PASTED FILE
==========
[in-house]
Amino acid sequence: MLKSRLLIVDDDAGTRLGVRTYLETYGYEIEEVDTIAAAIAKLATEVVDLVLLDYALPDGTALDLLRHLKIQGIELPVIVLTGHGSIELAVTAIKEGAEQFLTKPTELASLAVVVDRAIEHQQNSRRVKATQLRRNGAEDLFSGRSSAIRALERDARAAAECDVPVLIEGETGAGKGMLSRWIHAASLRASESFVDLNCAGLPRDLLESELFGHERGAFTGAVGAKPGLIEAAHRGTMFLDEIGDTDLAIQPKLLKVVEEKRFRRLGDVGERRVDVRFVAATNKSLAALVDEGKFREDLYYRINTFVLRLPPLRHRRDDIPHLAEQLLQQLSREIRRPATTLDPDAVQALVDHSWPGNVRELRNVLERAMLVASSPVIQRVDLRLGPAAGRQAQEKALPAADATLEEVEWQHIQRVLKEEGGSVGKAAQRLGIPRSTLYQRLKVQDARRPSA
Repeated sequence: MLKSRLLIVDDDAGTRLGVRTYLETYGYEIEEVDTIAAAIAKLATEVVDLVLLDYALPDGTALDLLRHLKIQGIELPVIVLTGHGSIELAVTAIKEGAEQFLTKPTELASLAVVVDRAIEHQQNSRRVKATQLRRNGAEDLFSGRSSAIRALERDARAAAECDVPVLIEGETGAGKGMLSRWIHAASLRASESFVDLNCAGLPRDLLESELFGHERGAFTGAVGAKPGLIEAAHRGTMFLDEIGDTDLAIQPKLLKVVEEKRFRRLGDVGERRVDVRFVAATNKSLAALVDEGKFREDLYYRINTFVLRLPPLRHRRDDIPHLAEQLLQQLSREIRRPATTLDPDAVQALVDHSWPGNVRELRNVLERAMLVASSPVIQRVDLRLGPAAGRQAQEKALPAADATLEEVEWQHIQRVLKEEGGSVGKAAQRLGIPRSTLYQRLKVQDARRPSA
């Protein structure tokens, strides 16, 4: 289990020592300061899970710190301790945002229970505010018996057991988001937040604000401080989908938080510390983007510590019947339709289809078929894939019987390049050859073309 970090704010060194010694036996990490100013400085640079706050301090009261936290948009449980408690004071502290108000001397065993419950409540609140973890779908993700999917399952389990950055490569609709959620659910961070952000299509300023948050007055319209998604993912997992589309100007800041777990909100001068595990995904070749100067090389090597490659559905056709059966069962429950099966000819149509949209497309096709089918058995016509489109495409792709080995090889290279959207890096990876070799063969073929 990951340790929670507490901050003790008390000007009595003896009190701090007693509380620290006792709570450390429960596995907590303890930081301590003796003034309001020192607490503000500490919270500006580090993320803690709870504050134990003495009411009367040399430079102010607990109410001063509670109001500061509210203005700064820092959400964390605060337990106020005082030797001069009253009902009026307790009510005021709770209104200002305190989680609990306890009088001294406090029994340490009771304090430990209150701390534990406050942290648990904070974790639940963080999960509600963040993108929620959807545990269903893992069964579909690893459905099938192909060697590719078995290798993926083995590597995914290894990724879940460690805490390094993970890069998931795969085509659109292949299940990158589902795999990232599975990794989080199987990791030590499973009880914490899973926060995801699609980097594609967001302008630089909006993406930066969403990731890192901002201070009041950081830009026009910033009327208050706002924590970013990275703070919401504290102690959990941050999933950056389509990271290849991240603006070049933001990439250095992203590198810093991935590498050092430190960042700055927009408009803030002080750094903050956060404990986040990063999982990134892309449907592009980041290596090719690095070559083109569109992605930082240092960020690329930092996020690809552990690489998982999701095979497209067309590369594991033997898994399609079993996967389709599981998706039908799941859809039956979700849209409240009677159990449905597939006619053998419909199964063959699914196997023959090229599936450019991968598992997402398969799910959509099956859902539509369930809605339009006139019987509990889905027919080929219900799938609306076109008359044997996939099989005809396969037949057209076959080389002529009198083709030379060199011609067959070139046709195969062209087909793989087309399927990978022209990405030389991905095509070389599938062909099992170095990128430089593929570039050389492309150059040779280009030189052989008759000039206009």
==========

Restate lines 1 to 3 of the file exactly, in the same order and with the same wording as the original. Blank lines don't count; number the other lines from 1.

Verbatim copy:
[in-house]
Amino acid sequence: MLKSRLLIVDDDAGTRLGVRTYLETYGYEIEEVDTIAAAIAKLATEVVDLVLLDYALPDGTALDLLRHLKIQGIELPVIVLTGHGSIELAVTAIKEGAEQFLTKPTELASLAVVVDRAIEHQQNSRRVKATQLRRNGAEDLFSGRSSAIRALERDARAAAECDVPVLIEGETGAGKGMLSRWIHAASLRASESFVDLNCAGLPRDLLESELFGHERGAFTGAVGAKPGLIEAAHRGTMFLDEIGDTDLAIQPKLLKVVEEKRFRRLGDVGERRVDVRFVAATNKSLAALVDEGKFREDLYYRINTFVLRLPPLRHRRDDIPHLAEQLLQQLSREIRRPATTLDPDAVQALVDHSWPGNVRELRNVLERAMLVASSPVIQRVDLRLGPAAGRQAQEKALPAADATLEEVEWQHIQRVLKEEGGSVGKAAQRLGIPRSTLYQRLKVQDARRPSA
Repeated sequence: MLKSRLLIVDDDAGTRLGVRTYLETYGYEIEEVDTIAAAIAKLATEVVDLVLLDYALPDGTALDLLRHLKIQGIELPVIVLTGHGSIELAVTAIKEGAEQFLTKPTELASLAVVVDRAIEHQQNSRRVKATQLRRNGAEDLFSGRSSAIRALERDARAAAECDVPVLIEGETGAGKGMLSRWIHAASLRASESFVDLNCAGLPRDLLESELFGHERGAFTGAVGAKPGLIEAAHRGTMFLDEIGDTDLAIQPKLLKVVEEKRFRRLGDVGERRVDVRFVAATNKSLAALVDEGKFREDLYYRINTFVLRLPPLRHRRDDIPHLAEQLLQQLSREIRRPATTLDPDAVQALVDHSWPGNVRELRNVLERAMLVASSPVIQRVDLRLGPAAGRQAQEKALPAADATLEEVEWQHIQRVLKEEGGSVGKAAQRLGIPRSTLYQRLKVQDARRPSA